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Kansas City's City Hall and Fire Headquarters, also frequently known as Old City Hall and the Main Fire Station, are recognized for their local historical significance. The building was designed by local architects William Rose and David Peterson of the architectural firm Rose & Peterson in a classical Renaissance Revival style. Due to financial constraints, the building was completed in two phases. The south and west portions of the City Hall was completed in 1911. The north annex and the Fire Headquarters portion were completed in 1929.

  • City Hall & Fire Headquarters
  • Old City Hall Main Entrance
  • Possibly the original intended design of the City Hall, which had to be pared down for financial reasons
  • William Warren Rose, architect with Rose & Peterson
  • Early photograph of City Hall, taken in the 1920s
  • A postcard of City Hall in the 1920s
  • View of the arcaded windows on the south side
  • 1985 View of the City Hall & Fire Headquarters
  • Fire Headquarters with firefighters and trucks
  • The tower, originally used for training exercises and for drying hoses
  • Close-up view of the carved 1920s fire truck over the main entrance
  • The north side of the Fire Headquarters

Architects William Warren Rose (1864-1931) and David Burton Peterson (1875–1937) formed a partnership in Kansas City, Kansas in 1909. Rose had been the Board of Education architect since 1889, and he also briefly served as Kansas City Mayor from 1905 to 1906. Rose & Peterson would design over sixty projects around the city in the 16 years that they were partners. The pair were particularly prolific in school designs, but also worked on the Soldier and Sailors Monument and the Argentine Carnegie Library.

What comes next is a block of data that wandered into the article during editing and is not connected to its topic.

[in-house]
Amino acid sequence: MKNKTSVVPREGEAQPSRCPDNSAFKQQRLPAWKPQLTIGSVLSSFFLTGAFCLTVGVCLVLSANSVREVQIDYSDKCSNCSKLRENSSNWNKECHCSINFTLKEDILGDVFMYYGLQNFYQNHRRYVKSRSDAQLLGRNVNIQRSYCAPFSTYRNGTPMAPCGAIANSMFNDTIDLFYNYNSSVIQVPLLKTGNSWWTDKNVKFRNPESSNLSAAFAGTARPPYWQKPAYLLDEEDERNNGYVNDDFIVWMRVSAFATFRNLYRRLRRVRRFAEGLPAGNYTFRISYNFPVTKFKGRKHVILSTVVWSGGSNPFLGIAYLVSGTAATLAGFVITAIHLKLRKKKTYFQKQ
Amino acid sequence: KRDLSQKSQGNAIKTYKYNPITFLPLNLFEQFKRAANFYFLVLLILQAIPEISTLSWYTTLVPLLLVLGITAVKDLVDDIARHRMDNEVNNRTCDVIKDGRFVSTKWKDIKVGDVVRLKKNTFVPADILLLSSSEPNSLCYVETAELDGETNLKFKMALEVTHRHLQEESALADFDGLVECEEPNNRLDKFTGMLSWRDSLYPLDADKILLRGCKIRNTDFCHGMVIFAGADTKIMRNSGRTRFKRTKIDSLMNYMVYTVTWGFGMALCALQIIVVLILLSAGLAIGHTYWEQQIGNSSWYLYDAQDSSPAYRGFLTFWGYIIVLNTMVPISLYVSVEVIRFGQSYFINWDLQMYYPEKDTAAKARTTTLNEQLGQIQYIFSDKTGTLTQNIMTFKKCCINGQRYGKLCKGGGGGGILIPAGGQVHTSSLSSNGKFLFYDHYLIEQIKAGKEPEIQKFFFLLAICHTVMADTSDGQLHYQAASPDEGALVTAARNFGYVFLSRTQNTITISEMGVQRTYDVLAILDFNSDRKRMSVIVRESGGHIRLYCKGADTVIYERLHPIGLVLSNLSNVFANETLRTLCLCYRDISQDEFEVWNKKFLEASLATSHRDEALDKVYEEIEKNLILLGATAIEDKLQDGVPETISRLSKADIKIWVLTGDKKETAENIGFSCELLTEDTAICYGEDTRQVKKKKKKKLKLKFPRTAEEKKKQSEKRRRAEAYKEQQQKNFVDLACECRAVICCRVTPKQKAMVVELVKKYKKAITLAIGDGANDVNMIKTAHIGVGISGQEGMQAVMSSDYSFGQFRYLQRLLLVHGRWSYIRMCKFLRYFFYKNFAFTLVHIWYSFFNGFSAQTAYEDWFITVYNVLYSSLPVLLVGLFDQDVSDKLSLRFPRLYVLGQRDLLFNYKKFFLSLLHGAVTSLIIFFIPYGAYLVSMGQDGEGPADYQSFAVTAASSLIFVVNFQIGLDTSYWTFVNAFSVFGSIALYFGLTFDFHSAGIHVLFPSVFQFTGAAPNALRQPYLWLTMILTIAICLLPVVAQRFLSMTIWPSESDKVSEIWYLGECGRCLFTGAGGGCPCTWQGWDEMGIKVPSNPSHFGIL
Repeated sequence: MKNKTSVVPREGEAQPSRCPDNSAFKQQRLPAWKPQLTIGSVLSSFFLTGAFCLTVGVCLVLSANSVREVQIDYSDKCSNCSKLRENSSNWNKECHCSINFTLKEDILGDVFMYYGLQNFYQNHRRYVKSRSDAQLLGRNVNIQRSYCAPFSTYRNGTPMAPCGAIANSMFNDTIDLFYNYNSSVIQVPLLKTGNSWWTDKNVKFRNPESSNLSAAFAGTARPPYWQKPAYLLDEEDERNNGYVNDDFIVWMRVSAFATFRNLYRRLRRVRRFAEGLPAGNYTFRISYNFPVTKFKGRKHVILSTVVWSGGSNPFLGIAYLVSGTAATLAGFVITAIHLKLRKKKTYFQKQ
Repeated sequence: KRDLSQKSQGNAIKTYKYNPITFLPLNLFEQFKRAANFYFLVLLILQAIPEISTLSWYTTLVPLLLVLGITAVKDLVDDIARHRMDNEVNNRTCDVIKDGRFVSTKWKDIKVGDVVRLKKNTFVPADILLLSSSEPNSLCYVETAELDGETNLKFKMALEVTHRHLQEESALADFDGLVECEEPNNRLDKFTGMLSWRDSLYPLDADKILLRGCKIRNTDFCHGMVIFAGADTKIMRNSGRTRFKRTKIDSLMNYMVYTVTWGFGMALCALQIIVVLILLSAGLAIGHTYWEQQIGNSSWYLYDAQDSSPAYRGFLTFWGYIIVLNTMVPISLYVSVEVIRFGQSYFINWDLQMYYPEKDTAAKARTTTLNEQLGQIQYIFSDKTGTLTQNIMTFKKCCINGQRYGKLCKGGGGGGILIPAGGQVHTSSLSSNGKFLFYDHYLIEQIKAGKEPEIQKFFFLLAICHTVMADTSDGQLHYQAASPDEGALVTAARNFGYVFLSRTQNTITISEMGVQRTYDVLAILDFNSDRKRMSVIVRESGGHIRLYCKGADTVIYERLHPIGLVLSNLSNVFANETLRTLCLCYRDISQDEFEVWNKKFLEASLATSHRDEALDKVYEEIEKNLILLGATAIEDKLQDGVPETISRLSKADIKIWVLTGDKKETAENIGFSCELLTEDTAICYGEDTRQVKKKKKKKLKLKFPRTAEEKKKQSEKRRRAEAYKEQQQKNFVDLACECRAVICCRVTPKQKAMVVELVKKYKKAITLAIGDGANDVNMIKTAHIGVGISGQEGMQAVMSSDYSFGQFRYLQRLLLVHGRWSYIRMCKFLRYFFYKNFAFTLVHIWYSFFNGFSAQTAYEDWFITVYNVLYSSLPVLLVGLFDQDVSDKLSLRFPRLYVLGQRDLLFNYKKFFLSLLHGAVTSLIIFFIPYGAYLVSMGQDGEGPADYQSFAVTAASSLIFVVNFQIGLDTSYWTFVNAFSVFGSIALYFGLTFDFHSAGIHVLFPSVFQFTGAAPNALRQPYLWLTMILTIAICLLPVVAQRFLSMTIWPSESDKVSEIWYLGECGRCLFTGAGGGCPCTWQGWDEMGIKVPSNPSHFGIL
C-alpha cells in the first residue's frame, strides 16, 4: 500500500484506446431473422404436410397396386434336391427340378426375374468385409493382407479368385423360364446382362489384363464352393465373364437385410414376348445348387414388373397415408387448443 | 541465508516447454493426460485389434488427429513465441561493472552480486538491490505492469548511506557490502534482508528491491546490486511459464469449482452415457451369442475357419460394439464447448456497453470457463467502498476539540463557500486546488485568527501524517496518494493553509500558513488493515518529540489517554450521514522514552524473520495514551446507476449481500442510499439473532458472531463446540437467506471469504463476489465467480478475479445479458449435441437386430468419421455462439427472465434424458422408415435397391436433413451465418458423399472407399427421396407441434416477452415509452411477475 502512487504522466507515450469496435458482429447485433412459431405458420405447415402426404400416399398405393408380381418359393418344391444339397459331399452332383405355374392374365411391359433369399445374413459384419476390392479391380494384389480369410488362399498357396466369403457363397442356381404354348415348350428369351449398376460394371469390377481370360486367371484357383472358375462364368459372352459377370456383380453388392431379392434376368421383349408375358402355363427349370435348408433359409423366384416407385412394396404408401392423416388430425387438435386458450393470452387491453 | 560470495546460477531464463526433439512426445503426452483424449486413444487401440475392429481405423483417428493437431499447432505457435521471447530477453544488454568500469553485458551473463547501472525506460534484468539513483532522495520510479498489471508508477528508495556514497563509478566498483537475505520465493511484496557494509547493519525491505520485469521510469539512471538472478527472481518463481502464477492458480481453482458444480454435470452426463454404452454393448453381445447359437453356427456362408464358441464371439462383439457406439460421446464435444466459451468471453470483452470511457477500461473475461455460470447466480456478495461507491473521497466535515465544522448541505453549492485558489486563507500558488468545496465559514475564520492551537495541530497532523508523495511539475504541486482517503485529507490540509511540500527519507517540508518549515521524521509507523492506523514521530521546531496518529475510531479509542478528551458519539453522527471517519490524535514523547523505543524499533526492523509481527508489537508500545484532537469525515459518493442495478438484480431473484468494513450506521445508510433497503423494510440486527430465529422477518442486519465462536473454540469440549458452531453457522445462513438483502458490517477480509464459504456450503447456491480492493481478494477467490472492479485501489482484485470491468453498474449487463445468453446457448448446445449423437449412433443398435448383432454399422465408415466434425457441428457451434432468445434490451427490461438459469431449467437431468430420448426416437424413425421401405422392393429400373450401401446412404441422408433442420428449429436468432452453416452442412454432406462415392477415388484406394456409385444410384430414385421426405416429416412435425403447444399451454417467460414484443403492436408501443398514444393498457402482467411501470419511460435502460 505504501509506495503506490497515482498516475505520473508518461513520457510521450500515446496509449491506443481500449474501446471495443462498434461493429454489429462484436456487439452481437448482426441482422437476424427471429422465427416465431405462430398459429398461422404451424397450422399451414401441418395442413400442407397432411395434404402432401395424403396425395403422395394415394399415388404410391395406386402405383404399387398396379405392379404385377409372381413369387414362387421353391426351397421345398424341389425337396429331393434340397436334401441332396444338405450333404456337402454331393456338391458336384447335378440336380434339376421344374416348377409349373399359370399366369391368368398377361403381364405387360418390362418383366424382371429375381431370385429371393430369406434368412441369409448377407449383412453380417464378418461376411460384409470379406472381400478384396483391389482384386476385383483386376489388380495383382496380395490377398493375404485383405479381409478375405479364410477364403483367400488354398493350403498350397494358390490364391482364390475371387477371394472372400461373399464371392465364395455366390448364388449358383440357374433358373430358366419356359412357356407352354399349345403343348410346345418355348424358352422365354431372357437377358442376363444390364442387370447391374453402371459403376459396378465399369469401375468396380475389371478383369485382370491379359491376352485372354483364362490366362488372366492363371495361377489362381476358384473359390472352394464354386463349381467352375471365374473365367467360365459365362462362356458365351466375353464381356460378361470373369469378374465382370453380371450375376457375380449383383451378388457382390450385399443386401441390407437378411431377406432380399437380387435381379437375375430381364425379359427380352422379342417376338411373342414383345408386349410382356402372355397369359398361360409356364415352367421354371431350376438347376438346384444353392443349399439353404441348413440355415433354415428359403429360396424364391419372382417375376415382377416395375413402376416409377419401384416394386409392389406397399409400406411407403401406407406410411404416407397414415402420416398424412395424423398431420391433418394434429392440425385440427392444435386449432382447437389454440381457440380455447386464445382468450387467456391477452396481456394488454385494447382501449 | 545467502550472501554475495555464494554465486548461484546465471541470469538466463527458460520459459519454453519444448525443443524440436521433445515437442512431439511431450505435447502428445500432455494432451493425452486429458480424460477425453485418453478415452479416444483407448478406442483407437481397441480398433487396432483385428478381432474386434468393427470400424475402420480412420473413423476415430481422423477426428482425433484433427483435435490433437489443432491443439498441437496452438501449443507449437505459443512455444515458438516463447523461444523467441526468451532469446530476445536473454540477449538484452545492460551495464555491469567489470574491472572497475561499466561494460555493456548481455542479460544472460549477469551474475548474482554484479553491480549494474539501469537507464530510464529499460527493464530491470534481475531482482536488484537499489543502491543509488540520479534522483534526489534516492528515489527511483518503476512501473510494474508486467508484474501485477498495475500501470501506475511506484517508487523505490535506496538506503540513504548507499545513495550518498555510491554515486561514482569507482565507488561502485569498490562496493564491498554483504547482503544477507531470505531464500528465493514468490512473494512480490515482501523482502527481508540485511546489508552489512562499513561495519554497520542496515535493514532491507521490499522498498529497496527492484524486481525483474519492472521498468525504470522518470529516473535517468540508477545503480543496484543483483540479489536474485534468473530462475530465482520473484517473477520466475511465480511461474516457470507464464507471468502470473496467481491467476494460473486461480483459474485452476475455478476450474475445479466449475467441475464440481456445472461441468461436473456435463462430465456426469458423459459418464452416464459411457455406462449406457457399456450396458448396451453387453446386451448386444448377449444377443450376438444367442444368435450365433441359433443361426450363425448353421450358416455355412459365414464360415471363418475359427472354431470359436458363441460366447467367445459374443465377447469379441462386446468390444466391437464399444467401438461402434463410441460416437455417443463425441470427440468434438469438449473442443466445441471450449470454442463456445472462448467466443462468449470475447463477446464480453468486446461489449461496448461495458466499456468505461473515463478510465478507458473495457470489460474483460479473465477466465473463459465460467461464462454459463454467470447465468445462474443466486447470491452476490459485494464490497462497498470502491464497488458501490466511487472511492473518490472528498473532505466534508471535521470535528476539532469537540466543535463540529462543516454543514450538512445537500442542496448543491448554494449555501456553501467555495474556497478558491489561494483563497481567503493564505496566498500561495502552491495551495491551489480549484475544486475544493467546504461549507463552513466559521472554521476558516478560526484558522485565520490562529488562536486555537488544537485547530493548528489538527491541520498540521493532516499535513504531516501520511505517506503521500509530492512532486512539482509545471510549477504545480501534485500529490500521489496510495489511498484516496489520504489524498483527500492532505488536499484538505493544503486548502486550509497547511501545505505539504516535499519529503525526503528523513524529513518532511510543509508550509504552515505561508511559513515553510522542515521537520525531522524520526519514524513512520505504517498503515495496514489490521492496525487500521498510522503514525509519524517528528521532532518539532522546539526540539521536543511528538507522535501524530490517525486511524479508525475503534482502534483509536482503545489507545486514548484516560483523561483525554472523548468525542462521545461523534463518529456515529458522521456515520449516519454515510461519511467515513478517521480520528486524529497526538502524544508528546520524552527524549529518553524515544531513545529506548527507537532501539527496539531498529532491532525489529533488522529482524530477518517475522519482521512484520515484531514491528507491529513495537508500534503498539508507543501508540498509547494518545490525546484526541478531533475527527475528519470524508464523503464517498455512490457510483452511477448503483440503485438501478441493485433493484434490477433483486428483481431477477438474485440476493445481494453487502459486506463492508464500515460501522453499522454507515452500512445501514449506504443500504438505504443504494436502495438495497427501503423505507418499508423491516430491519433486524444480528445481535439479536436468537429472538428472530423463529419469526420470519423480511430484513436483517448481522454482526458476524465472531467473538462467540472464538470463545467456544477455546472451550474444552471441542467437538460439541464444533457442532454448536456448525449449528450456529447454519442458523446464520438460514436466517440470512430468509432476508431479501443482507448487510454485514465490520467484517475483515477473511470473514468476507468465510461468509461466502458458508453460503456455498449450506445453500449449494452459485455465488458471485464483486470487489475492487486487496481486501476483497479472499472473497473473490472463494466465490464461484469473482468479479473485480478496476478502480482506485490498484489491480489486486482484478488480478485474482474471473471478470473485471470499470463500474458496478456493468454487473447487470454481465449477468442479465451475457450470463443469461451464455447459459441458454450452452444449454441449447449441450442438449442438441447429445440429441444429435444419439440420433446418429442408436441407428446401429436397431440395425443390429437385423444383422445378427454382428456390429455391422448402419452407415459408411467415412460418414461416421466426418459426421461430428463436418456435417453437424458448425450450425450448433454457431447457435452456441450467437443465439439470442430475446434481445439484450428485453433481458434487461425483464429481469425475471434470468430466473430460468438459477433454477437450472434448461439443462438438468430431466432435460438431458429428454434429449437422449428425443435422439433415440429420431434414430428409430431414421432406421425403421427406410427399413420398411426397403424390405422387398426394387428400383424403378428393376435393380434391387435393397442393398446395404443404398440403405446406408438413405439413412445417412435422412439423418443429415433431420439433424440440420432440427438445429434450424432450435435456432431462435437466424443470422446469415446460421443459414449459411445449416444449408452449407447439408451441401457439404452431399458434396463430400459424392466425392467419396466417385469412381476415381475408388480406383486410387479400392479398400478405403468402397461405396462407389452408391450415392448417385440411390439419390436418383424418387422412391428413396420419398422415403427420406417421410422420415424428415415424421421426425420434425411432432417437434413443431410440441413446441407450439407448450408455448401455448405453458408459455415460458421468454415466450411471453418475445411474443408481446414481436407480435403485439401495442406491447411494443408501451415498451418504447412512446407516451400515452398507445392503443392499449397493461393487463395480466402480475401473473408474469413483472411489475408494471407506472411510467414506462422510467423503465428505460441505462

In 1910, a $200,000 public bond was issued for the construction of a City Hall. However, this would not be enough to cover Rose & Peterson’s original elaborate design. Some substitutions in materials were made to compensate. The first stage of the City Hall’s construction, the southern section and 6th Street entrance, was completed in 1911. City officials had difficulty raising the funds necessary to finish the project. It wasn’t until 1926 that another bond was passed allowing for $70,000 to complete the City Hall and $280,000 to construct the adjacent Fire Department Headquarters.

The five-floor City Hall is constructed in the Renaissance Revival style. On the west front entrance, the lower two stories have a limestone façade and the upper three stories are made of brick. The basement, which once contained the jail, has windows are at street level, although most of that floor extends below street level. On the south façade, the fourth story windows have an arched arcade above, which was the original plan for the entire building.

The Fire Headquarters, completed in 1930, has three floors, again with basement windows at street level and made of limestone. The main entrance on 6th Street has a carved 1920s fire tank with hoses and fire plugs above the door. The north side has six garage doors and large bronze letters spelling out “FIRE HEADQUARTERS.” A five-story tower to the east was once used for training purposes and for drying hoses. [2] The building as City Hall until 1973, when a new municipal building was constructed. It was then used as storage. The Fire Headquarters has remained in use. The buildings were added to the National Register of Historic Places in 1986.

1.      Millstein, Cydney. Westheight Manor Historic Inventory – Phase 3 Survey. Kansas City, Kansas: The City of Kansas City, Kansas, 1990. Accessed October 20, 2019.

2.      Hagedorn, Martha Gray. “Register of Historic Kansas Places – Registration Form: Kansas City Kansas City Hall and Fire Headquarters.” Kansas State Historical Society Website. Form prepared January 7, 1986. Accessed October 20, 2019.

Image Sources(Click to expand),_Kansas_City_Hall_and_Fire_Headquarters#/media/File:Kansas_City_Hall.JPG

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Martha Hagedorn:

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